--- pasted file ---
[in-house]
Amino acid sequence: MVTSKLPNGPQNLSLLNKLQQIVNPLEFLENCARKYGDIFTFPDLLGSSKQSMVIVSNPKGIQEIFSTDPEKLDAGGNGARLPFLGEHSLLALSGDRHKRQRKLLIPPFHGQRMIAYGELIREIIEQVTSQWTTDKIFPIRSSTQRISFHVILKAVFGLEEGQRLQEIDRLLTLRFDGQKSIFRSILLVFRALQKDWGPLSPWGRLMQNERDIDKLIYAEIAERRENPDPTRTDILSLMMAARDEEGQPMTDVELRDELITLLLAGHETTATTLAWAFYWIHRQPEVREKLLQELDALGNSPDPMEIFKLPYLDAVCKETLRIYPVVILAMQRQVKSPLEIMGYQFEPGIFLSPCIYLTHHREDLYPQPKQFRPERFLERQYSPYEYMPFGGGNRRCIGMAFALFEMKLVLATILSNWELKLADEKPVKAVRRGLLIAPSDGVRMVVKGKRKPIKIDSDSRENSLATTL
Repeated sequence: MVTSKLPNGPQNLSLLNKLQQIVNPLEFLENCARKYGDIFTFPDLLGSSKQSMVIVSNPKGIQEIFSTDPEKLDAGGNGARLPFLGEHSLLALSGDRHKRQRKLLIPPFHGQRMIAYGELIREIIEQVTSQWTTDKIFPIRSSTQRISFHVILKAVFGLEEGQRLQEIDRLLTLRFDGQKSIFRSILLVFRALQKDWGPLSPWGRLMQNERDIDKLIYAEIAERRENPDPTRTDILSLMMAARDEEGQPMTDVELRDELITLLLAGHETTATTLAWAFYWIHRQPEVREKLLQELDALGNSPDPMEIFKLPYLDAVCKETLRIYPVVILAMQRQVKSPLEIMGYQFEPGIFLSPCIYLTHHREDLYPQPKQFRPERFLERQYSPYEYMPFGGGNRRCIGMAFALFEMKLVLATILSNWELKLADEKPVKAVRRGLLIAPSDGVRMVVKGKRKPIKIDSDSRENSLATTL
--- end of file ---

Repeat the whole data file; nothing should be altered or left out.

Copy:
[in-house]
Amino acid sequence: MVTSKLPNGPQNLSLLNKLQQIVNPLEFLENCARKYGDIFTFPDLLGSSKQSMVIVSNPKGIQEIFSTDPEKLDAGGNGARLPFLGEHSLLALSGDRHKRQRKLLIPPFHGQRMIAYGELIREIIEQVTSQWTTDKIFPIRSSTQRISFHVILKAVFGLEEGQRLQEIDRLLTLRFDGQKSIFRSILLVFRALQKDWGPLSPWGRLMQNERDIDKLIYAEIAERRENPDPTRTDILSLMMAARDEEGQPMTDVELRDELITLLLAGHETTATTLAWAFYWIHRQPEVREKLLQELDALGNSPDPMEIFKLPYLDAVCKETLRIYPVVILAMQRQVKSPLEIMGYQFEPGIFLSPCIYLTHHREDLYPQPKQFRPERFLERQYSPYEYMPFGGGNRRCIGMAFALFEMKLVLATILSNWELKLADEKPVKAVRRGLLIAPSDGVRMVVKGKRKPIKIDSDSRENSLATTL
Repeated sequence: MVTSKLPNGPQNLSLLNKLQQIVNPLEFLENCARKYGDIFTFPDLLGSSKQSMVIVSNPKGIQEIFSTDPEKLDAGGNGARLPFLGEHSLLALSGDRHKRQRKLLIPPFHGQRMIAYGELIREIIEQVTSQWTTDKIFPIRSSTQRISFHVILKAVFGLEEGQRLQEIDRLLTLRFDGQKSIFRSILLVFRALQKDWGPLSPWGRLMQNERDIDKLIYAEIAERRENPDPTRTDILSLMMAARDEEGQPMTDVELRDELITLLLAGHETTATTLAWAFYWIHRQPEVREKLLQELDALGNSPDPMEIFKLPYLDAVCKETLRIYPVVILAMQRQVKSPLEIMGYQFEPGIFLSPCIYLTHHREDLYPQPKQFRPERFLERQYSPYEYMPFGGGNRRCIGMAFALFEMKLVLATILSNWELKLADEKPVKAVRRGLLIAPSDGVRMVVKGKRKPIKIDSDSRENSLATTL